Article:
Well into the 21st century few Americans, especially few white Americans, know this bloody founding history, and remarkably few seem willing to learn it and examine its implications for our contemporary and still systemically racist society. Why is the historical truth on systemic racism so hard for most whites to accept and publicly discuss in this society?
Note: Paul Finkelman has a very good book, Slavery and the Founders, that I can recommend to you if you want to know more of the hard truths of our founding, slaveholding era and about the slavery-protecting US Constitution crafted by famous founders.
Political scientist Corey Robin has a very thorough review and analysis of issues in and around the new Spielberg movie, Lincoln. It focuses on the political machinations in regard to the thirteenth amendment, which officially ended slavery — which was a or the major foundation of the US economic and political system for well over half this country’s history. I have not yet seen the movie, but according to Robin and others, it is another “white savior” movie:
What is so odd about this film—and something I would not have anticipated from Masur’s op-ed—is that it really is trying to show that abolition is the democratic project of the 19th century. Democratic in its objective (making slaves free and ultimately equal) and democratic in its execution, involving a great many men beyond Lincoln himself, and a great many lowly men at that. But it is a white man’s democracy. In the film, in fact, Lincoln tells his colleagues: “The fate of human dignity is in our hands.” Our hands. Not theirs.
The inclusion of so many white players makes the exclusion of black players all the more inexplicable—and inexcusable. It’s just a weird throwback to the pre-Civil Rights era except that emancipation is now depicted as a good thing—just so long as it is white people who are doing the emancipating.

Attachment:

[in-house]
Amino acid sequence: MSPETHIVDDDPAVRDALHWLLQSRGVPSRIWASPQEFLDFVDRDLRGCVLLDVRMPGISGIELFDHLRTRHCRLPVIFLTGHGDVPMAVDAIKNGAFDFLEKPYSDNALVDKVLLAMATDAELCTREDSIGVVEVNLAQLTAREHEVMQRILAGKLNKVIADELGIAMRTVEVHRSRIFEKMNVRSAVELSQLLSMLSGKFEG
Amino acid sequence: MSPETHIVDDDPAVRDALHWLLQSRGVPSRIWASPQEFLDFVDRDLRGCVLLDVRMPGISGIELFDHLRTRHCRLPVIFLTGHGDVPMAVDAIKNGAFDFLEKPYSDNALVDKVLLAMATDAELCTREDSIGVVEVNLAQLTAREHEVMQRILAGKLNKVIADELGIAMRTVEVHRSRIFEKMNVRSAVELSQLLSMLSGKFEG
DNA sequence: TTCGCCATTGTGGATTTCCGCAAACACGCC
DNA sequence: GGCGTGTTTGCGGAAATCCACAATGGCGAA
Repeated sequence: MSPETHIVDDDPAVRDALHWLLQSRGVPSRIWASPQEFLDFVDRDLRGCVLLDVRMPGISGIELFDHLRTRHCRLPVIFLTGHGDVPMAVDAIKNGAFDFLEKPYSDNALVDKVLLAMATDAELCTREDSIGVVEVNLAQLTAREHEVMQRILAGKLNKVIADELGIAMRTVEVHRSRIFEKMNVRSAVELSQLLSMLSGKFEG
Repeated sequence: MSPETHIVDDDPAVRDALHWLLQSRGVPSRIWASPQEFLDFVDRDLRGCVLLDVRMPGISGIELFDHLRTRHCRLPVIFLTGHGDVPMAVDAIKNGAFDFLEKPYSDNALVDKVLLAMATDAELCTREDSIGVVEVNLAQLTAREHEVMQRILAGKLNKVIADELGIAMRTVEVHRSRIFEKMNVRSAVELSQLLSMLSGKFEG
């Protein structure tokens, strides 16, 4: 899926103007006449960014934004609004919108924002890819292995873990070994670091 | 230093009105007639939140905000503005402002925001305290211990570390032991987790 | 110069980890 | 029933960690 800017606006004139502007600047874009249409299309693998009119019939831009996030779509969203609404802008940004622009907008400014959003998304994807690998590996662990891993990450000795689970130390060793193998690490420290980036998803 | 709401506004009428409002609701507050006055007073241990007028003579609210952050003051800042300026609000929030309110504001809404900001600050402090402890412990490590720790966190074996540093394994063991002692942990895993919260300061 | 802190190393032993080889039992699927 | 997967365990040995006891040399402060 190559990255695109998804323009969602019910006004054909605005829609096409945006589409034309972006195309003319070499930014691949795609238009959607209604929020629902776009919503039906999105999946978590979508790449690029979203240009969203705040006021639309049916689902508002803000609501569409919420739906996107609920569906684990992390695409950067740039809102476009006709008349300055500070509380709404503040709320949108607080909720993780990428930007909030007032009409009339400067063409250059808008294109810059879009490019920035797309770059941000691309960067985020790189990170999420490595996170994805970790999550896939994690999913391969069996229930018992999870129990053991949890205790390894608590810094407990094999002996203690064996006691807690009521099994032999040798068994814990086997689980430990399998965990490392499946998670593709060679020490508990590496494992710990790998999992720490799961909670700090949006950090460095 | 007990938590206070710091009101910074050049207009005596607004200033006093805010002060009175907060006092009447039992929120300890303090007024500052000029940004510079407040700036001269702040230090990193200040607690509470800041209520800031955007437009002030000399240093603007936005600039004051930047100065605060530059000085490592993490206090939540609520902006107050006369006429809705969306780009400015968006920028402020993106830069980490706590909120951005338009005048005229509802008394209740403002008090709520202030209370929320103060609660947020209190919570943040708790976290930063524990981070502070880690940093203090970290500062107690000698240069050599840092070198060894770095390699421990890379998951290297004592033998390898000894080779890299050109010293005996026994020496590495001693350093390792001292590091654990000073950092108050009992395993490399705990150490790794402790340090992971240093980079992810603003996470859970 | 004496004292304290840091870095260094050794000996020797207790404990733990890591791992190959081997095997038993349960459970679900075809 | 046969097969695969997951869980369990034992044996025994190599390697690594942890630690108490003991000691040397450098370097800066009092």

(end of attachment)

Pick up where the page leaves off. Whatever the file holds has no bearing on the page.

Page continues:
I sometimes ask my students and colleagues, “who freed the slaves?” Most people say the Emancipation proclamation or Lincoln.
Actually those “black players,” the 210,000 black Union soldiers and sailors and the 300,000 black Union support troops played the biggest role in many ways, yet get almost no attention in mainstream accounts of a typically white-centered Civil War. Not to mention the great “strike” of black labor against the treasonous Confederate slaveholders, the black laborers who fled slavery to the North or who sabotaged the plantation economy during the war.
Even Lincoln belatedly admitted the Union forces would have had trouble winning indeed without the black volunteers for the Union cause. That is, in a very real sense, “the former slaves freed the slaves.”
Please add your thoughts on this “blockbuster” movie, especially if you have seen it.
This is a very interesting time to live in this country, indeed. We just re-elected the first African American president, Barack Obama, yet he is a man who has for the most part carefully avoided talking about issues of US racism in order to win twice. He often provides the country with the colorblind rhetoric from the soft version of the white racial frame, even as he strengthens and expands, often quietly, much of the civil rights protection and enforcement neglected by his conservative predecessors.